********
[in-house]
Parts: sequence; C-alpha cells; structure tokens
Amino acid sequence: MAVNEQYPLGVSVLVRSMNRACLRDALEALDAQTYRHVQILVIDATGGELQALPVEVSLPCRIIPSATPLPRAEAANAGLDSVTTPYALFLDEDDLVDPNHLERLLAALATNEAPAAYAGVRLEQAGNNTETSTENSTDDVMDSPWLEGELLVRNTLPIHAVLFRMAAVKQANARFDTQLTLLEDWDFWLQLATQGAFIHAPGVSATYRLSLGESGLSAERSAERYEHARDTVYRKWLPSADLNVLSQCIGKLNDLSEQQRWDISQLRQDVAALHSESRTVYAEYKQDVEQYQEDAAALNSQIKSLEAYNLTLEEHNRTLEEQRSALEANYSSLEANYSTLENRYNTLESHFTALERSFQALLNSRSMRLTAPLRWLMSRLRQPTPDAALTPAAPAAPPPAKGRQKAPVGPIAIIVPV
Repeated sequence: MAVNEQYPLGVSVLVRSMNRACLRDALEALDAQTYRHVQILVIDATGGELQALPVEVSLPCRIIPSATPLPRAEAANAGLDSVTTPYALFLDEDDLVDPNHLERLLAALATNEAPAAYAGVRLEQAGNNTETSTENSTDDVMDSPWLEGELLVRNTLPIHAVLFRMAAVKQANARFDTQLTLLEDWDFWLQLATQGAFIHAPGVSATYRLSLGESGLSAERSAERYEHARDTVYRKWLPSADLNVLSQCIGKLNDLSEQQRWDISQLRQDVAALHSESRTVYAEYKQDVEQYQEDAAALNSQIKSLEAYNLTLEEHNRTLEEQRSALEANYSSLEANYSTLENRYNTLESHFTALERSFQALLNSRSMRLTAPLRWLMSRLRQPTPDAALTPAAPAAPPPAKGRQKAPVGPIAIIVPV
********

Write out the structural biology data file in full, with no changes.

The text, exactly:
[in-house]
Parts: sequence; C-alpha cells; structure tokens
Amino acid sequence: MAVNEQYPLGVSVLVRSMNRACLRDALEALDAQTYRHVQILVIDATGGELQALPVEVSLPCRIIPSATPLPRAEAANAGLDSVTTPYALFLDEDDLVDPNHLERLLAALATNEAPAAYAGVRLEQAGNNTETSTENSTDDVMDSPWLEGELLVRNTLPIHAVLFRMAAVKQANARFDTQLTLLEDWDFWLQLATQGAFIHAPGVSATYRLSLGESGLSAERSAERYEHARDTVYRKWLPSADLNVLSQCIGKLNDLSEQQRWDISQLRQDVAALHSESRTVYAEYKQDVEQYQEDAAALNSQIKSLEAYNLTLEEHNRTLEEQRSALEANYSSLEANYSTLENRYNTLESHFTALERSFQALLNSRSMRLTAPLRWLMSRLRQPTPDAALTPAAPAAPPPAKGRQKAPVGPIAIIVPV
Repeated sequence: MAVNEQYPLGVSVLVRSMNRACLRDALEALDAQTYRHVQILVIDATGGELQALPVEVSLPCRIIPSATPLPRAEAANAGLDSVTTPYALFLDEDDLVDPNHLERLLAALATNEAPAAYAGVRLEQAGNNTETSTENSTDDVMDSPWLEGELLVRNTLPIHAVLFRMAAVKQANARFDTQLTLLEDWDFWLQLATQGAFIHAPGVSATYRLSLGESGLSAERSAERYEHARDTVYRKWLPSADLNVLSQCIGKLNDLSEQQRWDISQLRQDVAALHSESRTVYAEYKQDVEQYQEDAAALNSQIKSLEAYNLTLEEHNRTLEEQRSALEANYSSLEANYSTLENRYNTLESHFTALERSFQALLNSRSMRLTAPLRWLMSRLRQPTPDAALTPAAPAAPPPAKGRQKAPVGPIAIIVPV